Wednesday, October 05, 2005

Define your Brand and determine its value

Strong Brands help companies communicate why their products & services are uniquely able to satisfy customer needs"

How do you define a brand?

Defining what is constitutes a brand is not easy. A "Brand" can be defined at three different levels - each level satisfies a category of brands.

Level-1: Brand is a logo and associated visual elements.

This definition holds good from a legal point of view. The logo design, logotype, and other visual elements can be registered and are associated with the product. Eg: Intel Logo, Golden Arches of McDonald’s.

Level-2: Brand is a bundle of a logo, associated audio/visual elements, registered trademarks, and other intellectual property rights.

This is a wider view of a brand. Often a branded product includes several intangibles such as patents, business process knowledge, market knowledge etc. Intangibles such as business knowledge, market knowledge, customer relationships adds a value to the product. For example Pentium-4 processor would not be successful without the intangible assets which was used to design & build it.

Level-3: Brand represents the company or the entire organization

This holistic view of a brand includes the logo, audio/visual elements, patents, trademarks, intellectual properties, intangible knowledge and the organization: its people, culture and management. All this has to be put together to create a brand. When taken as a whole, the brand represents a specific value proposition and create strong customer relationships.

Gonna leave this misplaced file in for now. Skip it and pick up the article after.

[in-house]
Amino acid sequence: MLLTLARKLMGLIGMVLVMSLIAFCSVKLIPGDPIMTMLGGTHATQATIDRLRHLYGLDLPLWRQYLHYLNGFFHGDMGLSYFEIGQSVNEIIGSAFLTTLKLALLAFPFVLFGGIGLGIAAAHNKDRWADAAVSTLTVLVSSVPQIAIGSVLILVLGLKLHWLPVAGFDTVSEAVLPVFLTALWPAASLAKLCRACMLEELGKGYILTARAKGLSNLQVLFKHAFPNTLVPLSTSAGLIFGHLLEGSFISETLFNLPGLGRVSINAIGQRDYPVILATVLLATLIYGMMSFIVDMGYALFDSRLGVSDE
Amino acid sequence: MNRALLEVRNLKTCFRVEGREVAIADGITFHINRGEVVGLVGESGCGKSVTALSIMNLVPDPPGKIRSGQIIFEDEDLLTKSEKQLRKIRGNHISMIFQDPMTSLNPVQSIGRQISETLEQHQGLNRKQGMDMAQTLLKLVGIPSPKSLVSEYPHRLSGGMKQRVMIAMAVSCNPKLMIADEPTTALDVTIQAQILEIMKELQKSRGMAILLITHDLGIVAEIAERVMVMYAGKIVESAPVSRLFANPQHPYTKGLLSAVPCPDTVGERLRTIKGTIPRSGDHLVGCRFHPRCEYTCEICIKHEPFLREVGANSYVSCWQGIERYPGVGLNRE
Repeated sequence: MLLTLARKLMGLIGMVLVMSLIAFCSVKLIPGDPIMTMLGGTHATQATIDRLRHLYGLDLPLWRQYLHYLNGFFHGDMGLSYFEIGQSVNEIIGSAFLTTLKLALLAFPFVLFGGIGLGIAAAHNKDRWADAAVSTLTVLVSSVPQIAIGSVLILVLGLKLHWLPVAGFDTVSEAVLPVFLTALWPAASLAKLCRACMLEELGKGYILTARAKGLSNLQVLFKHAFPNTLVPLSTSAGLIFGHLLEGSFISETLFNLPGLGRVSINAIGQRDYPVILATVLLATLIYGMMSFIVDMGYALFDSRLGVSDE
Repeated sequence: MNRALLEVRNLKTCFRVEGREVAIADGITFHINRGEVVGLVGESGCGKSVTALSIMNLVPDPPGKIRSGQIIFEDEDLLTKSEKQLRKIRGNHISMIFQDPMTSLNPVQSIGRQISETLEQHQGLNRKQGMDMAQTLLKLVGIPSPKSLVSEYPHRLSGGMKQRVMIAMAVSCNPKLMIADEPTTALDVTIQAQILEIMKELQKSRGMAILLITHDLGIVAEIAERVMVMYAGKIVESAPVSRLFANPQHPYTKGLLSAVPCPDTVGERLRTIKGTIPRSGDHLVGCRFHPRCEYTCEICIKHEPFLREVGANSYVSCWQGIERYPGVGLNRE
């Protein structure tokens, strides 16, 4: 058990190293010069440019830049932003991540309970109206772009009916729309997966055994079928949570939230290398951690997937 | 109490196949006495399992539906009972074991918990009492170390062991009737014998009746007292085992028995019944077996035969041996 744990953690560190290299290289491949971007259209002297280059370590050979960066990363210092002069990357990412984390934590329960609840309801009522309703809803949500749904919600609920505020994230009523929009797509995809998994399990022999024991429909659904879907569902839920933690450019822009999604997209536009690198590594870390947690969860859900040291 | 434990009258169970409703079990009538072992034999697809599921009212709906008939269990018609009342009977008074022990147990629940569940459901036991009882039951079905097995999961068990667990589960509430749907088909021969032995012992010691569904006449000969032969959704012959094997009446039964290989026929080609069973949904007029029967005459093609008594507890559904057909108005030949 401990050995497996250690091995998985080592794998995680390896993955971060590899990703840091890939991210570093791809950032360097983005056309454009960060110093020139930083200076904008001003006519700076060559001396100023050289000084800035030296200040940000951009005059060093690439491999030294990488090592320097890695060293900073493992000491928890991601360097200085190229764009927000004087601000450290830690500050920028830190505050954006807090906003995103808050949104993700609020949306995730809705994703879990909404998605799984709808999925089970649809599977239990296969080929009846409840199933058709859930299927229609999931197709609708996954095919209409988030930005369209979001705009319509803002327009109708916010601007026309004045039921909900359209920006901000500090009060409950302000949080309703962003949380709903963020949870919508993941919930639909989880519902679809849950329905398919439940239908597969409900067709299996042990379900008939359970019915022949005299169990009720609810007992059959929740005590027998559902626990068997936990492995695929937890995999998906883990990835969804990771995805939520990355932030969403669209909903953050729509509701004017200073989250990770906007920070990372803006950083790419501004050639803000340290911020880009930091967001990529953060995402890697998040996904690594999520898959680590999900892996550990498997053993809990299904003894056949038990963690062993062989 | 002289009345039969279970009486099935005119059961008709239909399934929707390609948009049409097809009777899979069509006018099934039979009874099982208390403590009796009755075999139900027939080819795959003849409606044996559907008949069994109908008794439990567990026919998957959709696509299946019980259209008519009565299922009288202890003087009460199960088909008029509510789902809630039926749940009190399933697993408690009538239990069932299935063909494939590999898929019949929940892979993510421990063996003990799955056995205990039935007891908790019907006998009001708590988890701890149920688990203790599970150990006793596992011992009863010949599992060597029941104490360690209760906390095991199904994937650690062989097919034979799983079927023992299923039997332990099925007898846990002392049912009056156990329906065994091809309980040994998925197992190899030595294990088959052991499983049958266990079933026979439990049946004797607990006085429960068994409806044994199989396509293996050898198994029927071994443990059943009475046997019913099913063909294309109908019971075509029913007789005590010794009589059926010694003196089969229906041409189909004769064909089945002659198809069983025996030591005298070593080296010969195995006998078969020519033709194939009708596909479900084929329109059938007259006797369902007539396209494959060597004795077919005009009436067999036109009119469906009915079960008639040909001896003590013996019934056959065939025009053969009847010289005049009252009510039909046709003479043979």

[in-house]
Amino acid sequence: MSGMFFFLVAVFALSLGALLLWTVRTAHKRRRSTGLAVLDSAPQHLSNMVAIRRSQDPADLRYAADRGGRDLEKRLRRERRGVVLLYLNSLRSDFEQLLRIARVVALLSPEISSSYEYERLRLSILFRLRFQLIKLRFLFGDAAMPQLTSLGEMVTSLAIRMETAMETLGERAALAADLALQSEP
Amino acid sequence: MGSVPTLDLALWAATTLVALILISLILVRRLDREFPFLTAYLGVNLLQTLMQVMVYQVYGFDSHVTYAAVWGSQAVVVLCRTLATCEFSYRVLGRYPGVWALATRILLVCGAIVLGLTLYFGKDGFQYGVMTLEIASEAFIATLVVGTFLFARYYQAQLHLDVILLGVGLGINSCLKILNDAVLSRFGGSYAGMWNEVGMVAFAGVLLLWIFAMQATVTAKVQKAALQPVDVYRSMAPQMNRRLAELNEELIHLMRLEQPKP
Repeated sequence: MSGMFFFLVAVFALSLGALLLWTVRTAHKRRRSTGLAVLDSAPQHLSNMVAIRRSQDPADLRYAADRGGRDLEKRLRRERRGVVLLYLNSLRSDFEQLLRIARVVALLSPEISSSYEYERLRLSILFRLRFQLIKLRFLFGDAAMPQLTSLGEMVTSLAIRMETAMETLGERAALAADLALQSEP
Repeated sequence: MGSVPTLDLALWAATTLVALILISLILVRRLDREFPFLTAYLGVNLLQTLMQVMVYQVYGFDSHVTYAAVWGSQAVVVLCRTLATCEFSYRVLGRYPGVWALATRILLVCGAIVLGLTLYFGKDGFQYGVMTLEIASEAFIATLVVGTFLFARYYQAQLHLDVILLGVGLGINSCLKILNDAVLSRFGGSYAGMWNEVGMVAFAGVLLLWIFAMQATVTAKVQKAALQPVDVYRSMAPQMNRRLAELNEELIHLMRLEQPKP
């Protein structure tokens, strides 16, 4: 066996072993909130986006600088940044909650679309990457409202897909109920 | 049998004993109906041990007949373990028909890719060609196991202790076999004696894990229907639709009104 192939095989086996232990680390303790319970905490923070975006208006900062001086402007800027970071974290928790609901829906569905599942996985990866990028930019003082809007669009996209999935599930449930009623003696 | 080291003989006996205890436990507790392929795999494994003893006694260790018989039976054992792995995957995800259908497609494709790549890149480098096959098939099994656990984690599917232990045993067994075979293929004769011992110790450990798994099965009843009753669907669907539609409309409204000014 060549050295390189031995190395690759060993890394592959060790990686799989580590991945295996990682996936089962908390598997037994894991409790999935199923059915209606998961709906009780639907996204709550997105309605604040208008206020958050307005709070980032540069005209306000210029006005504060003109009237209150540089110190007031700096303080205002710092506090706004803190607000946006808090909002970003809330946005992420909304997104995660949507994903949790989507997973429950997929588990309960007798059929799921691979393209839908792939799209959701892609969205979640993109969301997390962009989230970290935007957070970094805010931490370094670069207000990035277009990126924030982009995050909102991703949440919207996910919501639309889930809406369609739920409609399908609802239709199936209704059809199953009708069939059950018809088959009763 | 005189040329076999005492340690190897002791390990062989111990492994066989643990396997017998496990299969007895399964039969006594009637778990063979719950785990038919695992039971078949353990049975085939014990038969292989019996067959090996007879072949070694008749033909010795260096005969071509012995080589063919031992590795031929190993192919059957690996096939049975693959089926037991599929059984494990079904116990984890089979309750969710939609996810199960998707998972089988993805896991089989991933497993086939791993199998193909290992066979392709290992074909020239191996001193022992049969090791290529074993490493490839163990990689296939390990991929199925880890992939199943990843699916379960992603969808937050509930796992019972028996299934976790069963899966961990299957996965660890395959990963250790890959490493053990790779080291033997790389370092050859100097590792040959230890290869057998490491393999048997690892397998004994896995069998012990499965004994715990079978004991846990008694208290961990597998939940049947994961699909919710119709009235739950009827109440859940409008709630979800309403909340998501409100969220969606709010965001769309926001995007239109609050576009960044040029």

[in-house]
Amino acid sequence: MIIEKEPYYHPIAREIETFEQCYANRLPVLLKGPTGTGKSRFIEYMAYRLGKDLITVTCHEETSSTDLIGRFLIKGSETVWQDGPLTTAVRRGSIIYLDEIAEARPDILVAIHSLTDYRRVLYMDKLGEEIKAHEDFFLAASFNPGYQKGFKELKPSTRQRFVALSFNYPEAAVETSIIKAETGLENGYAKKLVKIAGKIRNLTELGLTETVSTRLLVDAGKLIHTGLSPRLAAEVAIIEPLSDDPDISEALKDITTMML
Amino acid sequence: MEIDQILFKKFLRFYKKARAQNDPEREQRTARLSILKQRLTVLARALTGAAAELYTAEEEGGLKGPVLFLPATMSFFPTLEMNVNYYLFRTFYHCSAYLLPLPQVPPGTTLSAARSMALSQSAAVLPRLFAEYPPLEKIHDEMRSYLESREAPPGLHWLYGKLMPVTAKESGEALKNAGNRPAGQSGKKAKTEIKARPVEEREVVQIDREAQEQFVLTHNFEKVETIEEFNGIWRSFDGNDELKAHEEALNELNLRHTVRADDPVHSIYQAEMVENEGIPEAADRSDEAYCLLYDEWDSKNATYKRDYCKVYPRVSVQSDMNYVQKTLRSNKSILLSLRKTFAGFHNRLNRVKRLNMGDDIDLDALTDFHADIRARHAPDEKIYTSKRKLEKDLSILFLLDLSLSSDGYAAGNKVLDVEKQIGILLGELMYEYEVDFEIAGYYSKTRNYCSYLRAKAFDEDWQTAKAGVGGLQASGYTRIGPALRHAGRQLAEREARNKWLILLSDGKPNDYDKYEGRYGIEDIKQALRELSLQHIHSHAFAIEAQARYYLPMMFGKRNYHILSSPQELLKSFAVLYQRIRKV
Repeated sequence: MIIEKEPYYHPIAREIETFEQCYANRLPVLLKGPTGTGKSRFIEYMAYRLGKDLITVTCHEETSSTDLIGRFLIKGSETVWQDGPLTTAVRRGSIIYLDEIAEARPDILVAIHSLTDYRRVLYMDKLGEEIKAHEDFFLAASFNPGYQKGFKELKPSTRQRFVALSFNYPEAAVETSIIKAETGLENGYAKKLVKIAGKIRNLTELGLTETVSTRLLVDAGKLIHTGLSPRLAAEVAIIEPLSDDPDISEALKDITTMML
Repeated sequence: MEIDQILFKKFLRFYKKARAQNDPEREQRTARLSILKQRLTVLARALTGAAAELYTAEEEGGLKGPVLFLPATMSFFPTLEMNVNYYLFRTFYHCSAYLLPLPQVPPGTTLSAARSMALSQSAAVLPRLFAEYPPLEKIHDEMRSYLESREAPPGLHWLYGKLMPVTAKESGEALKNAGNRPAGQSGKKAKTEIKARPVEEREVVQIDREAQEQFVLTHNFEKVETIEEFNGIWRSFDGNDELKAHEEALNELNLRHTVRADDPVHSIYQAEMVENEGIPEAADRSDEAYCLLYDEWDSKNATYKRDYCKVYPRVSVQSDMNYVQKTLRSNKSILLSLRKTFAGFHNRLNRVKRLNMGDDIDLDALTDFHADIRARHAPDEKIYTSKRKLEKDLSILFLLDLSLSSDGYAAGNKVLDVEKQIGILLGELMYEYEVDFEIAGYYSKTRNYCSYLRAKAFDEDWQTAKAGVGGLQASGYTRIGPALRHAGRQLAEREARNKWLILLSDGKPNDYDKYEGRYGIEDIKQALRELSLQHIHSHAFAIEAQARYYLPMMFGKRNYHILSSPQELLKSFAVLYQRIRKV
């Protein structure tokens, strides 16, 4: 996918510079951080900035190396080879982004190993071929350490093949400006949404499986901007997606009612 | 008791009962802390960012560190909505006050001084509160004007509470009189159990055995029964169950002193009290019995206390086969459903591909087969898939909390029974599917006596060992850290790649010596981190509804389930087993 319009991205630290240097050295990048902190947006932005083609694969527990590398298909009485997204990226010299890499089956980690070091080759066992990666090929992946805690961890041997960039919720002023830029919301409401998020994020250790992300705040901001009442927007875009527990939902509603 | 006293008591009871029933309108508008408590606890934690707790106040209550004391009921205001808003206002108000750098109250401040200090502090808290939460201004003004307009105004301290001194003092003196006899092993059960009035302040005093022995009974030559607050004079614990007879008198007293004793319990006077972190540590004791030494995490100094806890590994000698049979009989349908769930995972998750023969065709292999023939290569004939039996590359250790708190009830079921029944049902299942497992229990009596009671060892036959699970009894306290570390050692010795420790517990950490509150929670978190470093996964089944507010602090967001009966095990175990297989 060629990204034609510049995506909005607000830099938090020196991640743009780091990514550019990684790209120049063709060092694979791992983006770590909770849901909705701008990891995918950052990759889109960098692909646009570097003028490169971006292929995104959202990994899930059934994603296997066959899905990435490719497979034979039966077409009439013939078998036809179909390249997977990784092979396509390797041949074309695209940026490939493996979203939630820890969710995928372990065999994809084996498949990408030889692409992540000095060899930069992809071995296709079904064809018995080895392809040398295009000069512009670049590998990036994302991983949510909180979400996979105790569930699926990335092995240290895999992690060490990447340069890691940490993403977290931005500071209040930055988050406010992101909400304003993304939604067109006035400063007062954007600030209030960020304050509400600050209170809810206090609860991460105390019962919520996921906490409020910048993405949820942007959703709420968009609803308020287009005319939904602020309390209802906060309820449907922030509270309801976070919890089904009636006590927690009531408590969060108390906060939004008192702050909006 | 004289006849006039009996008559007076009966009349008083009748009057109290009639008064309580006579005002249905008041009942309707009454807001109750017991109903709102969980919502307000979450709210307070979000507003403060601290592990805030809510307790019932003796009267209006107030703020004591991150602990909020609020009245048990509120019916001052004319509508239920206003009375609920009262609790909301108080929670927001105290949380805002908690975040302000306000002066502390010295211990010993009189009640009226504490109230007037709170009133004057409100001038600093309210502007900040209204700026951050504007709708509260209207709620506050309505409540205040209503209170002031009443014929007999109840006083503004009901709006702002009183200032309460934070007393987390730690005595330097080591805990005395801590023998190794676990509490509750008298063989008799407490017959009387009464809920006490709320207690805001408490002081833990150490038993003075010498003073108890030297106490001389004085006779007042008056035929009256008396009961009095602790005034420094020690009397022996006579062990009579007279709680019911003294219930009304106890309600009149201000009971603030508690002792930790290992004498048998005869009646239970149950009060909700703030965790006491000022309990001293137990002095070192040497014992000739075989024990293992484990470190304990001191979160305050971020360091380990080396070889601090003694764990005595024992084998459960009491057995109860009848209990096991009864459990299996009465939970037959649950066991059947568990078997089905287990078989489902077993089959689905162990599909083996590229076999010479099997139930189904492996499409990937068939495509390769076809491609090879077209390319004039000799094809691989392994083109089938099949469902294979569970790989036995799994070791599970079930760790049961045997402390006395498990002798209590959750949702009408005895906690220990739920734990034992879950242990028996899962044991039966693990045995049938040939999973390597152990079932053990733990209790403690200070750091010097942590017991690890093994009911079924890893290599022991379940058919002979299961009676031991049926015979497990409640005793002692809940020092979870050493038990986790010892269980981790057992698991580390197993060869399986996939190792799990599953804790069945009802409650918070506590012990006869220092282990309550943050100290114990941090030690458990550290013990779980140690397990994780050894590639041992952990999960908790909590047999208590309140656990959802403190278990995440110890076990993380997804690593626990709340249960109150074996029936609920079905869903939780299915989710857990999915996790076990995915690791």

This view of a brand ties up the company, its reputation and its brands. This is correct, because if there is a damage to a brand - it will affect the company reputation also. For example, Ford Explorer fiasco affected Ford Motor company too.

Financial Impact and Value creation

It is a well accepted idea that brands play an important role in generating and sustaining financial performance of branded products. But the impact of brands on corporate performance is more subtle as the value creation by a brand is often difficult to measure.

There are several ways of measuring a brand value in dollar terms, such as Book to market value multiples, Net present value of the premiums which customers are willing to pay for a branded product over an unbranded product, price a competitor is willing to pay for a brand etc. In this article, I will refrain from discussing how the brands are valued. Instead lets take a look at how brands create value.

Value Creation
Brands create financial value in several ways which is illustrated below.

Improved Brand Equity Affects Audience Behavior Increases Financial Value
Customers Increased buying rates

Buying more quantity

Paying a premium Price
Increased Revenue
Suppliers Better terms of Business

Bigger discounts
Savings on direct costs
Employees Better/lower cost of hiring

Lower employee turnover

Improved productivity
Savings on operational costs & Overheads
Financial Reduces cost of equity

Reduces cost of debt
Better returns to Investors

Closing Thoughts

Brands create value to the shareholders. The exact dollar value of a brand cannot be easily fixed, yet companies must invest in building brands.

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